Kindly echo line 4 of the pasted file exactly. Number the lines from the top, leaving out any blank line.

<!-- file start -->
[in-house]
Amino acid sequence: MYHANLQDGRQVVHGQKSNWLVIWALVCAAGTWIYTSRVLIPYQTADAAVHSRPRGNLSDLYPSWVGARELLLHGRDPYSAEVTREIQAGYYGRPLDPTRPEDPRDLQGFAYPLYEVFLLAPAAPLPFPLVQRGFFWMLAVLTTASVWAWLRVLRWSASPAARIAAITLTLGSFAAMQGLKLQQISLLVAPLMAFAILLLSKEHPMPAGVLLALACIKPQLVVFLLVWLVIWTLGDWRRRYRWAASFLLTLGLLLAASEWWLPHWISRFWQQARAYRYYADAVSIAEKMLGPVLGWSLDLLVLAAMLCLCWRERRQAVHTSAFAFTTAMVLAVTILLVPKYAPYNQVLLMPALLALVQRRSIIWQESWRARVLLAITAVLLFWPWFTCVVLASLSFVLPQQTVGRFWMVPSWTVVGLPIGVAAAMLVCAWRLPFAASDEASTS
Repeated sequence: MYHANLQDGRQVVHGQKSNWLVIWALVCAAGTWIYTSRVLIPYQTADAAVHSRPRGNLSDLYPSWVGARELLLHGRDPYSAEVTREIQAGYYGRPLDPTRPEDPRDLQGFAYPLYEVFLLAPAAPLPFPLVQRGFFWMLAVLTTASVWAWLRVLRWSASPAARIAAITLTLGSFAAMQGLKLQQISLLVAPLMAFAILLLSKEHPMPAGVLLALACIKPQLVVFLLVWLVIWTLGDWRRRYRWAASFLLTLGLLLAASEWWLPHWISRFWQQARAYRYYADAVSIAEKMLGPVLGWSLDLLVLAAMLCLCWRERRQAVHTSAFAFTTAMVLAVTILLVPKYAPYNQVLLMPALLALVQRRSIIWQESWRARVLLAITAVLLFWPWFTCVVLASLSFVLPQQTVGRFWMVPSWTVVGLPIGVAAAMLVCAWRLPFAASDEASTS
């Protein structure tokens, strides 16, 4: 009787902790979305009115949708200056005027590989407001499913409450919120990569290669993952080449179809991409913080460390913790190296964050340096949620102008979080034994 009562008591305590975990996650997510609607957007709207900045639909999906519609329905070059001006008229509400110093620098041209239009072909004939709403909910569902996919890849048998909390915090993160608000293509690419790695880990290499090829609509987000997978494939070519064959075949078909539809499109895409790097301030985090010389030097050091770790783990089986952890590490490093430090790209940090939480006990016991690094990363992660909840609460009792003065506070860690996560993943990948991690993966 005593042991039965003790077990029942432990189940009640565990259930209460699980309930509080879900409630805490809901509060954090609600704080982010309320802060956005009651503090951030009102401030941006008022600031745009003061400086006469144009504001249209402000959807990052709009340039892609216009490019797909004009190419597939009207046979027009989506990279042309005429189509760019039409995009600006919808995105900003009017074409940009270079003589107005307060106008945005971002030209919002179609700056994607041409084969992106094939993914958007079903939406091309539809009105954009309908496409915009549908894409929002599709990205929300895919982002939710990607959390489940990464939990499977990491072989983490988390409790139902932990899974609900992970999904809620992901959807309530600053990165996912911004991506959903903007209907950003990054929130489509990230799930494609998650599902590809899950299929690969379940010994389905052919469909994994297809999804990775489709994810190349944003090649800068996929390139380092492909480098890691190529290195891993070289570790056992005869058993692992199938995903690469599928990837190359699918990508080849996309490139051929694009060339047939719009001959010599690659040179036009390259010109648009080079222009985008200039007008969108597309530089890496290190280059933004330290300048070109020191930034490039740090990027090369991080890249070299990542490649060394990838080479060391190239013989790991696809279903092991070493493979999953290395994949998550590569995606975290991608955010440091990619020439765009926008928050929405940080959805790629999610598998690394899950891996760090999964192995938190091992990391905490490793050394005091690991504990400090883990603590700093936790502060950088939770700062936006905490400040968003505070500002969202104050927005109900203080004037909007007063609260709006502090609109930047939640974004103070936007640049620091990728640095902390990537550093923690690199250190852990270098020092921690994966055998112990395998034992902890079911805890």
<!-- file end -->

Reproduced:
């Protein structure tokens, strides 16, 4: 009787902790979305009115949708200056005027590989407001499913409450919120990569290669993952080449179809991409913080460390913790190296964050340096949620102008979080034994 009562008591305590975990996650997510609607957007709207900045639909999906519609329905070059001006008229509400110093620098041209239009072909004939709403909910569902996919890849048998909390915090993160608000293509690419790695880990290499090829609509987000997978494939070519064959075949078909539809499109895409790097301030985090010389030097050091770790783990089986952890590490490093430090790209940090939480006990016991690094990363992660909840609460009792003065506070860690996560993943990948991690993966 005593042991039965003790077990029942432990189940009640565990259930209460699980309930509080879900409630805490809901509060954090609600704080982010309320802060956005009651503090951030009102401030941006008022600031745009003061400086006469144009504001249209402000959807990052709009340039892609216009490019797909004009190419597939009207046979027009989506990279042309005429189509760019039409995009600006919808995105900003009017074409940009270079003589107005307060106008945005971002030209919002179609700056994607041409084969992106094939993914958007079903939406091309539809009105954009309908496409915009549908894409929002599709990205929300895919982002939710990607959390489940990464939990499977990491072989983490988390409790139902932990899974609900992970999904809620992901959807309530600053990165996912911004991506959903903007209907950003990054929130489509990230799930494609998650599902590809899950299929690969379940010994389905052919469909994994297809999804990775489709994810190349944003090649800068996929390139380092492909480098890691190529290195891993070289570790056992005869058993692992199938995903690469599928990837190359699918990508080849996309490139051929694009060339047939719009001959010599690659040179036009390259010109648009080079222009985008200039007008969108597309530089890496290190280059933004330290300048070109020191930034490039740090990027090369991080890249070299990542490649060394990838080479060391190239013989790991696809279903092991070493493979999953290395994949998550590569995606975290991608955010440091990619020439765009926008928050929405940080959805790629999610598998690394899950891996760090999964192995938190091992990391905490490793050394005091690991504990400090883990603590700093936790502060950088939770700062936006905490400040968003505070500002969202104050927005109900203080004037909007007063609260709006502090609109930047939640974004103070936007640049620091990728640095902390990537550093923690690199250190852990270098020092921690994966055998112990395998034992902890079911805890």